A question is raised and two answers are posted:

  • The first is a solution that adheres to best practice and industry convention
  • The second uses a kludge to get the right result

How should voters act in this situation? Am I encouraged to vote up an answer simply because it answers the question? Should I be down-voting an answer that strays from best practice?

For example, someone may ask how to pull out an attribute from a specific line of XML:

  • Answer 1 would demonstrate use of XPath
  • Answer 2 uses a regex to extract the attribute.

8 Answers 8


I would upvote Answer 1 and not upvote Answer 2. Correctness is about more than just accomplishing the end goal. In other words the ends do not justify the means.

A good answer needs to not only provide a solution but it needs to provide a solution in a manner that adheres to best practices.

I wouldn't downvote the second answer but I don't think it deserves an upvote along with the better answer simply because it works.

  • 4
    One could add a comment to answer two about its problems.
    – Richard
    Commented Jul 3, 2009 at 10:48

This is where the lack of granularity of up/down votes gets sticky. For me, you have three categories:

  1. Answers which provide the right information - these get upvotes
  2. Answers which provide incomplete information or a solution that works but isn't a particularly good idea - no vote of any kind, perhaps a comment explaining the shortcoming
  3. Answers which don't answer the question, are factually wrong, or are simply so terrible as to make me sad - downvote

Of course, I doubt even half of the community treat it the same way, which is either a blessing or a curse, depending on who you ask.

  • 1
    I down-vote answers that use the same verb twice in the same sentence.
    – Shog9
    Commented Jul 2, 2009 at 17:21
  • @Shog9: Oh, I thought that was so obvious that I didn't bother to mention it. Commented Jul 2, 2009 at 17:25

No, you should edit it and make it correct and safe. Or failing that, identify the scenarios in which it will break badly, and point them out via comments... Then down-vote with self-righteous fury at the short-sighted programmers now-a-days.


In my opinion, bad advice is worse than no advice. The bad advice could be taken to heart by a novice who doesn't know any better.

But whether or not to downvote, to me, really depends on how much of a kludge the second answer is. If it is a particularly bad kludge, I would downvote it. If it seems to have received more upvotes than it deserves, I will downvote it. Otherwise I'd just leave it.

I would always leave a comment explaining why it is a bad idea (or upvote an existing comment which says why). I think a comment with 8 upvotes that says "wait a minute this is a bad idea" would deter users more than a negative vote total.

  • 1
    I'm not sure I agree with this. For a novice user - or for an advance one, really - after banging my head against a problem, I'd much rather have a bad solution than none at all. It kinda seems elitist to say (to oneself) "I have an answer that would work, but it is a dirty hack - so I won't even mention it." Its all helpful, and all helps spawn new ideas and discussion.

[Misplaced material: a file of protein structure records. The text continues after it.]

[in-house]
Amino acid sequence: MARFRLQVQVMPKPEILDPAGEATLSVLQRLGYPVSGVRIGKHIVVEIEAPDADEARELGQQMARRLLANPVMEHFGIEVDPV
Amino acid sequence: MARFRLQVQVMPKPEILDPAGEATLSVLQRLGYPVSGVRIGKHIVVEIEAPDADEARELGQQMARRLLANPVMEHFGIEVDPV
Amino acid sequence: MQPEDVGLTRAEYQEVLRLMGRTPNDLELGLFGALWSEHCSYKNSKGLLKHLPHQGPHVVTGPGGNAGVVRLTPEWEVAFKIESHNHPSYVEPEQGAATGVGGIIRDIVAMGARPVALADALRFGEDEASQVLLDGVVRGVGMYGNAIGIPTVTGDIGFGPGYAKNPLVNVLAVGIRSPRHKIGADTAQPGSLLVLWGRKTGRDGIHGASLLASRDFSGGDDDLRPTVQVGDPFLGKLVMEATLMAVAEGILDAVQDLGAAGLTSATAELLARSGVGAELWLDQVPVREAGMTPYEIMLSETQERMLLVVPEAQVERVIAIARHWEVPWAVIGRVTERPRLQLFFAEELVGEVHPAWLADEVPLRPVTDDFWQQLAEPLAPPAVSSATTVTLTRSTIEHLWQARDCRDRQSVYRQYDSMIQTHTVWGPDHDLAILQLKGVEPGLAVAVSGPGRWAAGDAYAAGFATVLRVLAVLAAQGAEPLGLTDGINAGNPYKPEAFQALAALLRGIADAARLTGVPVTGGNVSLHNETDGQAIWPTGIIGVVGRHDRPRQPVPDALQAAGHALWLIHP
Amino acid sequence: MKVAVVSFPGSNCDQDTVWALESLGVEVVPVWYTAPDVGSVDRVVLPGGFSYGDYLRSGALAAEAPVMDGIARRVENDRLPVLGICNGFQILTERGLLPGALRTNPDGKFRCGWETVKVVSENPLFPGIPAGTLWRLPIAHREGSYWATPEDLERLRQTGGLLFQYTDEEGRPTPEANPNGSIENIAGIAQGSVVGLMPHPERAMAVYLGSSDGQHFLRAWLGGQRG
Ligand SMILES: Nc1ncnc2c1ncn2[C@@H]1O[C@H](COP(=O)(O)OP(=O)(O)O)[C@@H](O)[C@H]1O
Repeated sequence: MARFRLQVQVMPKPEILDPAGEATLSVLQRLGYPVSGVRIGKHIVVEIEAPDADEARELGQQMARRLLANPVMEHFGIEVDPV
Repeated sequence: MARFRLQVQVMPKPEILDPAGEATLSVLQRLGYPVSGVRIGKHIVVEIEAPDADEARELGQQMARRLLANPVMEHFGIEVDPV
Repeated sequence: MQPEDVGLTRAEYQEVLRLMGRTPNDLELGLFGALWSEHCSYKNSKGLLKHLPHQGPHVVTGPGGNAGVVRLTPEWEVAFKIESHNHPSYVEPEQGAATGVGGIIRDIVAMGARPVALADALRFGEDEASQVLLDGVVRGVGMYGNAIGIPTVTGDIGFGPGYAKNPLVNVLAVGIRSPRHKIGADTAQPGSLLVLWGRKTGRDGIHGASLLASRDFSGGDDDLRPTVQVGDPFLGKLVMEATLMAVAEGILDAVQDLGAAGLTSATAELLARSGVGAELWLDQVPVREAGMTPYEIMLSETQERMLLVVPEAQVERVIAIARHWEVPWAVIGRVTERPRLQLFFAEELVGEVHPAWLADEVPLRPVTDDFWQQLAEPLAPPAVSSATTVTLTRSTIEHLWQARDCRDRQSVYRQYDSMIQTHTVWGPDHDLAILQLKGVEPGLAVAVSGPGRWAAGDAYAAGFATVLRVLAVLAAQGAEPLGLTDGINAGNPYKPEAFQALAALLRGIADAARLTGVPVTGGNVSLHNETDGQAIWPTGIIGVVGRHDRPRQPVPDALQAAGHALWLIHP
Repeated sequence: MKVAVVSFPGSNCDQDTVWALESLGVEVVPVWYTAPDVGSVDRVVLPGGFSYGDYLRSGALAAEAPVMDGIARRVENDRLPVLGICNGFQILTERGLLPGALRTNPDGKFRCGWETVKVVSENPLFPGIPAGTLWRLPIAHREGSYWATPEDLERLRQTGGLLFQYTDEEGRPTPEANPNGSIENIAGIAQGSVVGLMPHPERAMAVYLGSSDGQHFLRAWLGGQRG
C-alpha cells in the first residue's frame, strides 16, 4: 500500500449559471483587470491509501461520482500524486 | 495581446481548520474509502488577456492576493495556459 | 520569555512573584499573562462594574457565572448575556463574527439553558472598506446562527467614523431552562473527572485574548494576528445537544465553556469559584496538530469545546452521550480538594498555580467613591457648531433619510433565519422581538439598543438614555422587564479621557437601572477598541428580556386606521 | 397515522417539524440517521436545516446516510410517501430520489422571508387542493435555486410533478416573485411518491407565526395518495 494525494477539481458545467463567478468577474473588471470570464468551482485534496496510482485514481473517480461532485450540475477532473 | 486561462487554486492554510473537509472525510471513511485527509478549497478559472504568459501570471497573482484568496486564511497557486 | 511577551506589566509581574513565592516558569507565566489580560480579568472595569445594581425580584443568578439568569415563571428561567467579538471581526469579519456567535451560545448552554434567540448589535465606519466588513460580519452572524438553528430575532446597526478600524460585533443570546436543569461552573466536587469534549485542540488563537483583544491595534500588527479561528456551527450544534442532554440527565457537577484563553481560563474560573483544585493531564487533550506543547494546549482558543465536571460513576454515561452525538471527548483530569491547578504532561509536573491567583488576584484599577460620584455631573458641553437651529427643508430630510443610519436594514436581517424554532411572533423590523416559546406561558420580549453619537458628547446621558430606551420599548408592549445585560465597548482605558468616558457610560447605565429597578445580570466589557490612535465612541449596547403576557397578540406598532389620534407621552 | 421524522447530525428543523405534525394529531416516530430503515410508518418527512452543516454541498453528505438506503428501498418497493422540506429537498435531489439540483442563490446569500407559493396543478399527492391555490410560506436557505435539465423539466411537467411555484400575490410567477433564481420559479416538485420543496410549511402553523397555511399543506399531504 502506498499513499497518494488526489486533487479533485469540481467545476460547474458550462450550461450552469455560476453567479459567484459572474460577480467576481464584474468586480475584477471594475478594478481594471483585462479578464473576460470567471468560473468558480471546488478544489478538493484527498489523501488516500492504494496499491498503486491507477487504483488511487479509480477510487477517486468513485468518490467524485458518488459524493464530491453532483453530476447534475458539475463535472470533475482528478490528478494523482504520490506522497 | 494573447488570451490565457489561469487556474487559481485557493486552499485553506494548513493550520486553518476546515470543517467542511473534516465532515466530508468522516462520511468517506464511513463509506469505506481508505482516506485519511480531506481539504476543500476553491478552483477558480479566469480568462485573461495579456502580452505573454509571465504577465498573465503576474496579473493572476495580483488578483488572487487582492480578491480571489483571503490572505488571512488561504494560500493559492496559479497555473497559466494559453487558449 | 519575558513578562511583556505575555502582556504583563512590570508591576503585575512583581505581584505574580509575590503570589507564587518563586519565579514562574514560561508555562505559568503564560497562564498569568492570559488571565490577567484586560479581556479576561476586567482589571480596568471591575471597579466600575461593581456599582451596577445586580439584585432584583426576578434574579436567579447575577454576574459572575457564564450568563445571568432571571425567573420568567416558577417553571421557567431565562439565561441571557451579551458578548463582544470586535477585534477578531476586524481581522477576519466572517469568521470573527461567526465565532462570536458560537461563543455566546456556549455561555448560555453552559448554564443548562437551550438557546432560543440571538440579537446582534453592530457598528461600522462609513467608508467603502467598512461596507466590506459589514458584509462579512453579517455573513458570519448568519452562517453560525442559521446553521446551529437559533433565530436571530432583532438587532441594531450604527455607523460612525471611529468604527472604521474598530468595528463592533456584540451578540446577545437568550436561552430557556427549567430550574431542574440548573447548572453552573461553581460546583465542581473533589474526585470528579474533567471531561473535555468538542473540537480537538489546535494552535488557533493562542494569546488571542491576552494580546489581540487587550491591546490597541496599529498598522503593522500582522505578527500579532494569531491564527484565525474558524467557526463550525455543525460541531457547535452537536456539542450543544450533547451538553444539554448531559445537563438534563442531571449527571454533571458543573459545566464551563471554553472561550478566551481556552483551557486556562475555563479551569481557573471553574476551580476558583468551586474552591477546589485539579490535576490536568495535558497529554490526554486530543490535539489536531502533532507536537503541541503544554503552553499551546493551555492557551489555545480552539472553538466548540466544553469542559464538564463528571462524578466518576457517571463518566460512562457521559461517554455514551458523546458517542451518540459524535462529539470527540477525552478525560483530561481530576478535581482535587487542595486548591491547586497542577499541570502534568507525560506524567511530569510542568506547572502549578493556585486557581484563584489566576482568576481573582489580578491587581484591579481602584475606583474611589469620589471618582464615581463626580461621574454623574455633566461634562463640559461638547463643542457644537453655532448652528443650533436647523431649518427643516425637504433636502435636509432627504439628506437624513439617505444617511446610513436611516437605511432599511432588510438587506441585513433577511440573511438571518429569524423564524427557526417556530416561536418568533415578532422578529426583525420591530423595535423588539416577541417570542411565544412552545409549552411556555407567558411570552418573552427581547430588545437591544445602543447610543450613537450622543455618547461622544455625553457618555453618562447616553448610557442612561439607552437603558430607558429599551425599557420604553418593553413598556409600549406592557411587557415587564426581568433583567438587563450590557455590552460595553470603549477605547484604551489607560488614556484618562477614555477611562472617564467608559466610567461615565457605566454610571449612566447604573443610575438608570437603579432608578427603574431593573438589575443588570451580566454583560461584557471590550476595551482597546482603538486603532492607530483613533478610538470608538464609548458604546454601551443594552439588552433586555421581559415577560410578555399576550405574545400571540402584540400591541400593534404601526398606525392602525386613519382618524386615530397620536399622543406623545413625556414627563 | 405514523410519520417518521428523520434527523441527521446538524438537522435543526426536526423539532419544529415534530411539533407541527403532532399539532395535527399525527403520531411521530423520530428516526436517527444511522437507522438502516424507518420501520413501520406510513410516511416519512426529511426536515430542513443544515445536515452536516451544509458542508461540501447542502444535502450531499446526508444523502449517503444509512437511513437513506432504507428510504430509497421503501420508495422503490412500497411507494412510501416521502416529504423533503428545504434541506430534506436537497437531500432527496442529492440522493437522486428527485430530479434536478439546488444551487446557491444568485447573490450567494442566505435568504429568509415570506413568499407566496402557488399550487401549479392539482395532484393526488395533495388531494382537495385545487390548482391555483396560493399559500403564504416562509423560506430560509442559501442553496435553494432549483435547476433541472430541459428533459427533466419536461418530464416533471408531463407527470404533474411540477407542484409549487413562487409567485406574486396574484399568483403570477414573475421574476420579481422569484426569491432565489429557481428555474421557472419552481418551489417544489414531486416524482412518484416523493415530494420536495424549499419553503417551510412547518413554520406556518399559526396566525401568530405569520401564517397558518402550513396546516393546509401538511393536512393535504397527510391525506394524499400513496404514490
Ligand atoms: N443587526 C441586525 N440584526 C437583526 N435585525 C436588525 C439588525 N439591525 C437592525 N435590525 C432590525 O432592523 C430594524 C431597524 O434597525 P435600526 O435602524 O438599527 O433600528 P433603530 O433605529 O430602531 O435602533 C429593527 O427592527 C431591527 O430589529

– user3788
    Commented Jul 2, 2009 at 21:18
  • @rascher Agreed, but I suspect many people will not post a "dirty hack", no matter how helpful it is, for fear of being downvoted. Unless every bad answer starts with "FILTH ALERT" in big bold letters :) Commented Jul 3, 2009 at 6:53

I think this is precisely how and why the SO voting system works. Some will look at that and upvote both, many will upvote the first and not vote on the second and a few may downvote the second as bad practice. Personally, I'm not inclined to downvote for something that works but is not best practice because there is a better way. But regardless, in the end I believe the votes work themselves out so that the answer with the best practice in it ends up at the top and the one that works but might not be advisable is second in line, above those that don't answer the question at all.


It could be that the asker cannot use XPath for some reason, then he is happy for a workaround. Even it is dirty (yeah, you are right, there are no clean workarounds).

  • This is why I think it's useful to leave "not the best" answers alone. Maybe the top answer is the best, but sometimes "worse" answers are still helpful. Commented Sep 4, 2012 at 20:10

I would say vote up the most correct answer (at the time of your voting). So in your example, I would vote up the XPath answer unless the questioner specifies that he doesn't have a real XML library and so couldn't use XPath.


I would downvote only if the kludge answer out-scores the best-practices answer. It's all about having the best answer float to the top. Then I would probably also leave a comment letting the answer know why.

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